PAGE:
The Chicago Way

maloneYou wanna get Capone? Here’s how you get him. He pulls a knife, you pull a gun. He sends one of yours to the hospital, you send one of his to the morgue. That’s the Chicago way….

That’s one of the epitaphs from The Chicago Way by Michael Harvey. Sounds tough, right? It should. It’s a line delivered by Sean Connery as Officer Jim Malone in the movie The Untouchables. Pretty appropriate for a novel about a Chicago PI. But here’s the other epitaph:

It is hard to contend against anger. For whatever it craves, it buys with its life.

This quote is from Heraclitus. Not to get too deep, but Heraclitus was a pre-Socratic Greek philosopher. He believed in ever-present change, and one of his most famous sayings is “No man ever steps in the same river twice.”

These two epitaphs sum up the main character of The Chicago Way quite nicely. Michael Kelly is a private eye and former cop who keeps a copy of the Iliad by his bed andchicagowaycover can read and speak ancient Greek.

He’s tough, though.

I was on the second floor of a three-story walk-up on Chicago’s North Side. Outside the Hawk blew hard off the lake and flattened itself against the bay windows. I didn’t care. I had my feet up, a cup of Earl Grey, and my own list of the ten greatest moments in Cubs history.

That’s the book’s opening passage. Two paragraphs later, he’s visited by his old partner, John Gibbons.

Gibbons had been retired from the force five years now. I hadn’t seen him in four, but it didn’t matter. We had some history. He shook off the rain and threw a chair toward my desk. He sat down as if he belonged there and always had. I putt the Cubs away, pulled open the bottom drawer, and found a bottle of Powers Irish. John took it straight. Just to be sociable, I gave Sir Earl a jolt.

Put simply, The Chicago Way is a great book. Michael Harvey—journalist, documentary producer, writer, and co-creator and executive producer of Cold Case Files—writes with a sort of rough poetry that I really like. The two passages above are prime examples.

Gibbons is visiting his old partner because of a rape and battery case that remains unsolved. Christmas Eve eight years earlier, Gibbons is patrolling South Chicago in his squad with his windows down. He always drove with his windows down, no matter what the weather. He hears a shot, rolls around a corner, and sees a girl running down the middle of the street, covered in blood. There’s a guy chasing her with a .38 in one hand and a knife in the other. He’s still sticking the knife into the girl as they run.

They run toward him as if he’s not there, so he steps out of his squad, and catches both of them, the guy still stabbing the girl. He doesn’t register Gibbons until Gibbons sticks his gun to the perp’s head. He makes the arrest, gets the girl in an ambulance—multiple stab wounds to the chest—and finds the guy’s car. Pops the trunk, finds sheets of plastic, and lots of rope. In the driver’s compartment, blood under both seats and custom-made carriers for a bulldog shotgun and a machete. More leather fittings on the visors, one for the gun the perp had, the other for the knife.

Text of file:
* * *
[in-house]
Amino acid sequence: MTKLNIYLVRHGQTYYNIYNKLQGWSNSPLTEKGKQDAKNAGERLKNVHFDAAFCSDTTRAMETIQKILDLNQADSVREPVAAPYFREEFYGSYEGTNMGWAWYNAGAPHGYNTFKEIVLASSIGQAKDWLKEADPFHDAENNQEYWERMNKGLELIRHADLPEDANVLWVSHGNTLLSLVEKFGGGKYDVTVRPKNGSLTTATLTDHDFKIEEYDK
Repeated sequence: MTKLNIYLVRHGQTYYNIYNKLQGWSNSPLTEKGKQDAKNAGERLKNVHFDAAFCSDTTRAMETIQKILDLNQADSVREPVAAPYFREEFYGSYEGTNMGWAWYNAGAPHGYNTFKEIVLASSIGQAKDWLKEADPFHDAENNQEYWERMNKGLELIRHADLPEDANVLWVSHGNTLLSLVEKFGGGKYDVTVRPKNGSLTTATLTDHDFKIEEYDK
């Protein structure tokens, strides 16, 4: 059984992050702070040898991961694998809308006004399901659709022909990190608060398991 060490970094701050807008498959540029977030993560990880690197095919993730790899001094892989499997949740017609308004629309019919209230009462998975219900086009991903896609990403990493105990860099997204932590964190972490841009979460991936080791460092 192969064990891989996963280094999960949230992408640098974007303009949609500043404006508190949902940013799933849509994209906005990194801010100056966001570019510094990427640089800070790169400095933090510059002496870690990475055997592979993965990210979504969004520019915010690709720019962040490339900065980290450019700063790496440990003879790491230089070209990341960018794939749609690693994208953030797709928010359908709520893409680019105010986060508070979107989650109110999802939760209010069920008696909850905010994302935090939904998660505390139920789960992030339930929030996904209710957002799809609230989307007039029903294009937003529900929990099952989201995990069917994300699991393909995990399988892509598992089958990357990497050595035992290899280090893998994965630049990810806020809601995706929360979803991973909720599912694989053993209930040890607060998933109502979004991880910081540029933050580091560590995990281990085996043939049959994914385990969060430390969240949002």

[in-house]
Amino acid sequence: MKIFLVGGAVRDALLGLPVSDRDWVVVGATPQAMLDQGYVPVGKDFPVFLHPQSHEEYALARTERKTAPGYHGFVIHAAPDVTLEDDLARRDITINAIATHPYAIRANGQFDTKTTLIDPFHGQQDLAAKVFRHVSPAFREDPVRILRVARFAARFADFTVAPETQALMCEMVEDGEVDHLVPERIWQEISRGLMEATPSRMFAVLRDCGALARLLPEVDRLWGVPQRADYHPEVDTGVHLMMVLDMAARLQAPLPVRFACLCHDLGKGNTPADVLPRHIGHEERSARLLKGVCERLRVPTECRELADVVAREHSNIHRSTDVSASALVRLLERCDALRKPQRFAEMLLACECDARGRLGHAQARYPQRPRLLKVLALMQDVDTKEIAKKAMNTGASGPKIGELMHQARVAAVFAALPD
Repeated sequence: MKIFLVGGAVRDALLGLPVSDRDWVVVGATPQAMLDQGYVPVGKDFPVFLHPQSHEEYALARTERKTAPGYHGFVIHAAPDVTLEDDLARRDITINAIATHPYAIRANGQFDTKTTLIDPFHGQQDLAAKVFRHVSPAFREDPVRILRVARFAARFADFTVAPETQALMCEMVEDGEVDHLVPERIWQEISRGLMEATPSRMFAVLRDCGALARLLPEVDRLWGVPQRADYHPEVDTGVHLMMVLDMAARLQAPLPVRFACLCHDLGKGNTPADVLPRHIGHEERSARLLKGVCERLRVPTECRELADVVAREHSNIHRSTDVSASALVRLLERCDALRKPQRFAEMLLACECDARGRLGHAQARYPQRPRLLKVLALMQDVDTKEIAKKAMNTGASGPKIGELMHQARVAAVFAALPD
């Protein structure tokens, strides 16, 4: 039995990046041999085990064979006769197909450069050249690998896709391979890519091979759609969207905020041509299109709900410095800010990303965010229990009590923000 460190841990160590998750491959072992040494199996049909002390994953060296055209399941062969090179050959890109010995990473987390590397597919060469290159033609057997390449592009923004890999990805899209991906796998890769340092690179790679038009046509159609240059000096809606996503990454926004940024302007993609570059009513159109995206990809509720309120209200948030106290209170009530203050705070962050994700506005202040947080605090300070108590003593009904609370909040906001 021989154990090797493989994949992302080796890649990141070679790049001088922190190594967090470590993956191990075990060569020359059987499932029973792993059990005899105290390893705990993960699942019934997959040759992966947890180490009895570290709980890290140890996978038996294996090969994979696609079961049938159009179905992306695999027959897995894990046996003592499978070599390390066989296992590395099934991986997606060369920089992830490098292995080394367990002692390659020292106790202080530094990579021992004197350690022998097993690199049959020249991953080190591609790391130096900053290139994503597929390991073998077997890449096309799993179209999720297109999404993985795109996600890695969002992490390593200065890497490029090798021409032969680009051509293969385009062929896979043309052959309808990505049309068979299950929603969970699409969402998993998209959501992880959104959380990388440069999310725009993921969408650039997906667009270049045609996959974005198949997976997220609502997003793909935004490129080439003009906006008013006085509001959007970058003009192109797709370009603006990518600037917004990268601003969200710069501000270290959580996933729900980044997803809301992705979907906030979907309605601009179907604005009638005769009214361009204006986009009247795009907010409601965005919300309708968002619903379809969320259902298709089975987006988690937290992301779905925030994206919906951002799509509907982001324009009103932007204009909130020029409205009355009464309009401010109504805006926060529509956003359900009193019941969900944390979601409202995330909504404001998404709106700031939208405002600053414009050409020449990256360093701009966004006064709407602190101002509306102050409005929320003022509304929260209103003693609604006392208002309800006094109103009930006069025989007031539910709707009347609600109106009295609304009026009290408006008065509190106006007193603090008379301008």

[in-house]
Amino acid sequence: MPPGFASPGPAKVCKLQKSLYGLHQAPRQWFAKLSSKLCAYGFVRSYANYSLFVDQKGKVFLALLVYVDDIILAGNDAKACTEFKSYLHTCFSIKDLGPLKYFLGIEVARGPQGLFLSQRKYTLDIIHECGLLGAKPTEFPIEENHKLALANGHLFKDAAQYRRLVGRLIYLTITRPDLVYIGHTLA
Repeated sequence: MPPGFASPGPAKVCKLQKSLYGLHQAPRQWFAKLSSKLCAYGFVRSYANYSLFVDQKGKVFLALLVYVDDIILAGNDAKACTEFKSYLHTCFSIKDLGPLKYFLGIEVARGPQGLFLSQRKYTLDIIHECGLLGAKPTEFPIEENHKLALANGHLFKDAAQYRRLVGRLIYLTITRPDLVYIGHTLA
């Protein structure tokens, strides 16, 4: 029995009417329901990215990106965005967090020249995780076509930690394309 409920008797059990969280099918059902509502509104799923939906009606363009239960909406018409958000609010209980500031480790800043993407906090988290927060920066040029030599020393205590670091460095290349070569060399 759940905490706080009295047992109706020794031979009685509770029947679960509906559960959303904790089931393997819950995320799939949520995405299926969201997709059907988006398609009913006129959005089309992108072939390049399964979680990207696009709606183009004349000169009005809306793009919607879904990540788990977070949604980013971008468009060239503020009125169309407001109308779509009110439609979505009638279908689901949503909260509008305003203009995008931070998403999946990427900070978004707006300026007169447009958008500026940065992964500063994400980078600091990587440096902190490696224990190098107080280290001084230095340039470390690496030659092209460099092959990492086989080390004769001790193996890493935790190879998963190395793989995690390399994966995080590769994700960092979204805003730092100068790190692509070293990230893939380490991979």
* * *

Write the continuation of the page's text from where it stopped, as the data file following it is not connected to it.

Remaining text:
He takes the guy downtown, figures he can sort things out in the morning. But when he comes in the next day, the perp is gone. Released. The chief takes Gibbons into his office, says to forget about it. The guy never existed, the crime never happened. Then he hands Gibbons a Police Medal, the highest honor a Chicago cop can get. The deal is this: Gibbons gets the medal, a promotion, and a raise. In return, he forgets about the crime.

navypierNow Gibbons wants to hire Michael to solve the case. The girl didn’t die, but she’s scarred—physically and mentally—and an alcoholic. Michael agrees to take the case, then gets a call at three-thirty the next morning and learns that John Gibbons was found dead of gunshot wounds—two in the stomach—down by Navy Pier.

And so begins a twisted, convoluted case that tests everything Michael thinks he knows. He gets double-crossed by friends, and befriended by virtual strangers.

If it sounds like I’m recommending this book, it’s because I am. Michael Harvey has obviously studied his masters, because the language is that of the old school private eyes. Think Raymond Chandler and Ross McDonald.

The good thing about The Chicago Way is that it’s the first in a series. I already have the second one—The Fifth Floor—checked out, waiting to be read (I’m currently getting into The Highway by CJ Box), and there are two more after that, plus a stand-alone called The Innocence Game.

So if you like your PIs tough yet cerebral (there’s even a short discussion late in the book about Agamemnon by Aeschylus), then the Michael Kelly series looks to be a good one. The Chicago Way definitely is. Let’s just hope the series lives up to its debut novel.

Later,
Gil

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